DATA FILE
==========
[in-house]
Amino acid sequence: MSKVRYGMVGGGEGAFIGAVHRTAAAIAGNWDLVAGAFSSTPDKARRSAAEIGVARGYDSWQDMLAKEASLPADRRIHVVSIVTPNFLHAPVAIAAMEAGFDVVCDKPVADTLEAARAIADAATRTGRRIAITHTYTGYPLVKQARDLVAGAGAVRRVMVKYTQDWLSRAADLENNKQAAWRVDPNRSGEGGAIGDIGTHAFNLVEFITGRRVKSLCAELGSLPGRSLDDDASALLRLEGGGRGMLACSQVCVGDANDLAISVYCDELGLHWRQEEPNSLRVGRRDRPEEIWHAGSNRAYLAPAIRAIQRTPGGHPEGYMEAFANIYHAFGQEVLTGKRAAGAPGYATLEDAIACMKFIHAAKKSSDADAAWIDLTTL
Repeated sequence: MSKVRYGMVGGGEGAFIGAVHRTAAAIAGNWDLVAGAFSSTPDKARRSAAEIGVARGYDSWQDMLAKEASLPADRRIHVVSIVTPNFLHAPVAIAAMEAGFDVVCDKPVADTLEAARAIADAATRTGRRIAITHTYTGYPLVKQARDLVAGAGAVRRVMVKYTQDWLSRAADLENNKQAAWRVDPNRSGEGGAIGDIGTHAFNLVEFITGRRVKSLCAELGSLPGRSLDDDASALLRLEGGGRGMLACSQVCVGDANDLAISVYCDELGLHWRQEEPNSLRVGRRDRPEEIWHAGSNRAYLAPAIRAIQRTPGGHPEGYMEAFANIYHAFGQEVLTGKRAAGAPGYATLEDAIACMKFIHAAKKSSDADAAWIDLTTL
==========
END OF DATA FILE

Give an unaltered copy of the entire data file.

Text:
[in-house]
Amino acid sequence: MSKVRYGMVGGGEGAFIGAVHRTAAAIAGNWDLVAGAFSSTPDKARRSAAEIGVARGYDSWQDMLAKEASLPADRRIHVVSIVTPNFLHAPVAIAAMEAGFDVVCDKPVADTLEAARAIADAATRTGRRIAITHTYTGYPLVKQARDLVAGAGAVRRVMVKYTQDWLSRAADLENNKQAAWRVDPNRSGEGGAIGDIGTHAFNLVEFITGRRVKSLCAELGSLPGRSLDDDASALLRLEGGGRGMLACSQVCVGDANDLAISVYCDELGLHWRQEEPNSLRVGRRDRPEEIWHAGSNRAYLAPAIRAIQRTPGGHPEGYMEAFANIYHAFGQEVLTGKRAAGAPGYATLEDAIACMKFIHAAKKSSDADAAWIDLTTL
Repeated sequence: MSKVRYGMVGGGEGAFIGAVHRTAAAIAGNWDLVAGAFSSTPDKARRSAAEIGVARGYDSWQDMLAKEASLPADRRIHVVSIVTPNFLHAPVAIAAMEAGFDVVCDKPVADTLEAARAIADAATRTGRRIAITHTYTGYPLVKQARDLVAGAGAVRRVMVKYTQDWLSRAADLENNKQAAWRVDPNRSGEGGAIGDIGTHAFNLVEFITGRRVKSLCAELGSLPGRSLDDDASALLRLEGGGRGMLACSQVCVGDANDLAISVYCDELGLHWRQEEPNSLRVGRRDRPEEIWHAGSNRAYLAPAIRAIQRTPGGHPEGYMEAFANIYHAFGQEVLTGKRAAGAPGYATLEDAIACMKFIHAAKKSSDADAAWIDLTTL